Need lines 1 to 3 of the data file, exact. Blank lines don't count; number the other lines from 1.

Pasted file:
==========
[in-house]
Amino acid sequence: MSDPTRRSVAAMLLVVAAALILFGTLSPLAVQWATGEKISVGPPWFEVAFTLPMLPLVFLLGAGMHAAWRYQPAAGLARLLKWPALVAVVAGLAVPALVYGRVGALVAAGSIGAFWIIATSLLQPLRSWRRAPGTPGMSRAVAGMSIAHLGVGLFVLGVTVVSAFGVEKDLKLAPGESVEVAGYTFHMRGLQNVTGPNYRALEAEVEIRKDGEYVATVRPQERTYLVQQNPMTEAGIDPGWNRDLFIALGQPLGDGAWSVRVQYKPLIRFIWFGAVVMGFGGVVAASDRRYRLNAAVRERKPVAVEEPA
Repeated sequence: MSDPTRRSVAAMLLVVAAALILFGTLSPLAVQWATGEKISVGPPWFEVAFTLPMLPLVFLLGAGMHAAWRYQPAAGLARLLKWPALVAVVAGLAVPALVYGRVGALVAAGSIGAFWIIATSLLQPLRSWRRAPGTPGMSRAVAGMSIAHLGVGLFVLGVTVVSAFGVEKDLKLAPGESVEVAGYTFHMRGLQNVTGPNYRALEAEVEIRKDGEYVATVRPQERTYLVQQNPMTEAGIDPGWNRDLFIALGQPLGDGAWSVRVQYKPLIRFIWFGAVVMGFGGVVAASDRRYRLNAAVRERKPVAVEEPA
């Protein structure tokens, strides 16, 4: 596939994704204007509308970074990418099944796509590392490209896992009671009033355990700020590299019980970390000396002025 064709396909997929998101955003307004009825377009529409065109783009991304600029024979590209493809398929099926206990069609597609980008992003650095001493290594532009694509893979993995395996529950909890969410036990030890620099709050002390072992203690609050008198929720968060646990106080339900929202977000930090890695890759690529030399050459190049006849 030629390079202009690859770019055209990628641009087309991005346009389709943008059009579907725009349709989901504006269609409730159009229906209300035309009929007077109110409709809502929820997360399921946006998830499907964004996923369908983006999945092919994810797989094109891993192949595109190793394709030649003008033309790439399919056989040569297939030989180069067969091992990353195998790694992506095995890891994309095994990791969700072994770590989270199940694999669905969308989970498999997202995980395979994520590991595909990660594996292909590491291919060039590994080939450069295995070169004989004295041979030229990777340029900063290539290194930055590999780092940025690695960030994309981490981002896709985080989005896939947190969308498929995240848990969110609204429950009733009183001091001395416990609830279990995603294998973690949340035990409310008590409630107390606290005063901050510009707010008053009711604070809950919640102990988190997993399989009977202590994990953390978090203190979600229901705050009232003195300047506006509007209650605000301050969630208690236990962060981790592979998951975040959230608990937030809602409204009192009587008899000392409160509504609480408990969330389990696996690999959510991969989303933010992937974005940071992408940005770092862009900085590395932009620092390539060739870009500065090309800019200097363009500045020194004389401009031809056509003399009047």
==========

[in-house]
Amino acid sequence: MSDPTRRSVAAMLLVVAAALILFGTLSPLAVQWATGEKISVGPPWFEVAFTLPMLPLVFLLGAGMHAAWRYQPAAGLARLLKWPALVAVVAGLAVPALVYGRVGALVAAGSIGAFWIIATSLLQPLRSWRRAPGTPGMSRAVAGMSIAHLGVGLFVLGVTVVSAFGVEKDLKLAPGESVEVAGYTFHMRGLQNVTGPNYRALEAEVEIRKDGEYVATVRPQERTYLVQQNPMTEAGIDPGWNRDLFIALGQPLGDGAWSVRVQYKPLIRFIWFGAVVMGFGGVVAASDRRYRLNAAVRERKPVAVEEPA
Repeated sequence: MSDPTRRSVAAMLLVVAAALILFGTLSPLAVQWATGEKISVGPPWFEVAFTLPMLPLVFLLGAGMHAAWRYQPAAGLARLLKWPALVAVVAGLAVPALVYGRVGALVAAGSIGAFWIIATSLLQPLRSWRRAPGTPGMSRAVAGMSIAHLGVGLFVLGVTVVSAFGVEKDLKLAPGESVEVAGYTFHMRGLQNVTGPNYRALEAEVEIRKDGEYVATVRPQERTYLVQQNPMTEAGIDPGWNRDLFIALGQPLGDGAWSVRVQYKPLIRFIWFGAVVMGFGGVVAASDRRYRLNAAVRERKPVAVEEPA